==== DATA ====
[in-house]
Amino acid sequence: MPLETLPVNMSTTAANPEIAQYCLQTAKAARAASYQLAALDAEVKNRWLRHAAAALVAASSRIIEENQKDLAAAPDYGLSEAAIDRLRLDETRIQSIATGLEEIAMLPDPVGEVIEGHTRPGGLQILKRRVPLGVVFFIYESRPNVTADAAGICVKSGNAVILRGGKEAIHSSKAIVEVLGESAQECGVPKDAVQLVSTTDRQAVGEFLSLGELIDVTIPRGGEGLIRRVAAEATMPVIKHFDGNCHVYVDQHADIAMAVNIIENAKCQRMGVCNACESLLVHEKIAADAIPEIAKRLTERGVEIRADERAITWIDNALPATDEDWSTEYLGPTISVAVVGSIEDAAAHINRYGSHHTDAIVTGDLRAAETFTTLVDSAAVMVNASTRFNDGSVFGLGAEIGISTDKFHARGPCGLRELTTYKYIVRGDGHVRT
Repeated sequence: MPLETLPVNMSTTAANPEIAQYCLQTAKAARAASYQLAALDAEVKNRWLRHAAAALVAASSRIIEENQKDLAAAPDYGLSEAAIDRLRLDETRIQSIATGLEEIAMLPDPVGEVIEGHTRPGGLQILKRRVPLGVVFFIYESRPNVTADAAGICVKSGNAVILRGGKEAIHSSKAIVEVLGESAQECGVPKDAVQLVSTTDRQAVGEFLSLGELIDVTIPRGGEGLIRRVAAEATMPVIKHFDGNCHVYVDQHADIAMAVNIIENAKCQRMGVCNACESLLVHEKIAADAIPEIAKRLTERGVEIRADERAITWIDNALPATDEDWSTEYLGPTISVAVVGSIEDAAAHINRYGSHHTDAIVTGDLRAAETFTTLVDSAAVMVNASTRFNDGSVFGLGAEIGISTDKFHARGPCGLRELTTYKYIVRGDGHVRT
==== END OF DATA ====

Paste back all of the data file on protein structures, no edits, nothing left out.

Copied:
[in-house]
Amino acid sequence: MPLETLPVNMSTTAANPEIAQYCLQTAKAARAASYQLAALDAEVKNRWLRHAAAALVAASSRIIEENQKDLAAAPDYGLSEAAIDRLRLDETRIQSIATGLEEIAMLPDPVGEVIEGHTRPGGLQILKRRVPLGVVFFIYESRPNVTADAAGICVKSGNAVILRGGKEAIHSSKAIVEVLGESAQECGVPKDAVQLVSTTDRQAVGEFLSLGELIDVTIPRGGEGLIRRVAAEATMPVIKHFDGNCHVYVDQHADIAMAVNIIENAKCQRMGVCNACESLLVHEKIAADAIPEIAKRLTERGVEIRADERAITWIDNALPATDEDWSTEYLGPTISVAVVGSIEDAAAHINRYGSHHTDAIVTGDLRAAETFTTLVDSAAVMVNASTRFNDGSVFGLGAEIGISTDKFHARGPCGLRELTTYKYIVRGDGHVRT
Repeated sequence: MPLETLPVNMSTTAANPEIAQYCLQTAKAARAASYQLAALDAEVKNRWLRHAAAALVAASSRIIEENQKDLAAAPDYGLSEAAIDRLRLDETRIQSIATGLEEIAMLPDPVGEVIEGHTRPGGLQILKRRVPLGVVFFIYESRPNVTADAAGICVKSGNAVILRGGKEAIHSSKAIVEVLGESAQECGVPKDAVQLVSTTDRQAVGEFLSLGELIDVTIPRGGEGLIRRVAAEATMPVIKHFDGNCHVYVDQHADIAMAVNIIENAKCQRMGVCNACESLLVHEKIAADAIPEIAKRLTERGVEIRADERAITWIDNALPATDEDWSTEYLGPTISVAVVGSIEDAAAHINRYGSHHTDAIVTGDLRAAETFTTLVDSAAVMVNASTRFNDGSVFGLGAEIGISTDKFHARGPCGLRELTTYKYIVRGDGHVRT